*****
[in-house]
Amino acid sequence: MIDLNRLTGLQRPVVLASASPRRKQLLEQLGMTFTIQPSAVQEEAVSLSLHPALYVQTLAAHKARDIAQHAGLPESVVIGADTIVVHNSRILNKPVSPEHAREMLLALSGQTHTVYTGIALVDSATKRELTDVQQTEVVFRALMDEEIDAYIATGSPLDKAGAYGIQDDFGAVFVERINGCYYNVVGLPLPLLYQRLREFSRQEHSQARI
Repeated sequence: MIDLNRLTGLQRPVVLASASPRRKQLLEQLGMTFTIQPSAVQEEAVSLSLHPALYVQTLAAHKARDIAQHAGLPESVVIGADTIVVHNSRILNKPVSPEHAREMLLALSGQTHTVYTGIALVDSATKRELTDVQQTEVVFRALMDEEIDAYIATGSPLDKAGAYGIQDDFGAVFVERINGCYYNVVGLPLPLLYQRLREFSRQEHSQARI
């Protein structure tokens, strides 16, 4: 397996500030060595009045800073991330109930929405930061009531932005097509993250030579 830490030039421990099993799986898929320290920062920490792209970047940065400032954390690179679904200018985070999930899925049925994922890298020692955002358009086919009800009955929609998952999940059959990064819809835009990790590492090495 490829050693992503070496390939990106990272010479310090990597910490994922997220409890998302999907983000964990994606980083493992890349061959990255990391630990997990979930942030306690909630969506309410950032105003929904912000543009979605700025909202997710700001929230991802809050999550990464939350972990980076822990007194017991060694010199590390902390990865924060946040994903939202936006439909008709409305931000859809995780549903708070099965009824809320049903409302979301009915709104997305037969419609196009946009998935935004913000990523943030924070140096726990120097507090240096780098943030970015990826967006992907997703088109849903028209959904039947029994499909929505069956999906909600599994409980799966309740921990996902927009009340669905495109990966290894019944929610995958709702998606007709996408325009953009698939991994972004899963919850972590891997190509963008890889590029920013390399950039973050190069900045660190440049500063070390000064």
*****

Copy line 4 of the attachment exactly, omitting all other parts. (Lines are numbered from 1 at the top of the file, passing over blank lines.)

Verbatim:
């Protein structure tokens, strides 16, 4: 397996500030060595009045800073991330109930929405930061009531932005097509993250030579 830490030039421990099993799986898929320290920062920490792209970047940065400032954390690179679904200018985070999930899925049925994922890298020692955002358009086919009800009955929609998952999940059959990064819809835009990790590492090495 490829050693992503070496390939990106990272010479310090990597910490994922997220409890998302999907983000964990994606980083493992890349061959990255990391630990997990979930942030306690909630969506309410950032105003929904912000543009979605700025909202997710700001929230991802809050999550990464939350972990980076822990007194017991060694010199590390902390990865924060946040994903939202936006439909008709409305931000859809995780549903708070099965009824809320049903409302979301009915709104997305037969419609196009946009998935935004913000990523943030924070140096726990120097507090240096780098943030970015990826967006992907997703088109849903028209959904039947029994499909929505069956999906909600599994409980799966309740921990996902927009009340669905495109990966290894019944929610995958709702998606007709996408325009953009698939991994972004899963919850972590891997190509963008890889590029920013390399950039973050190069900045660190440049500063070390000064």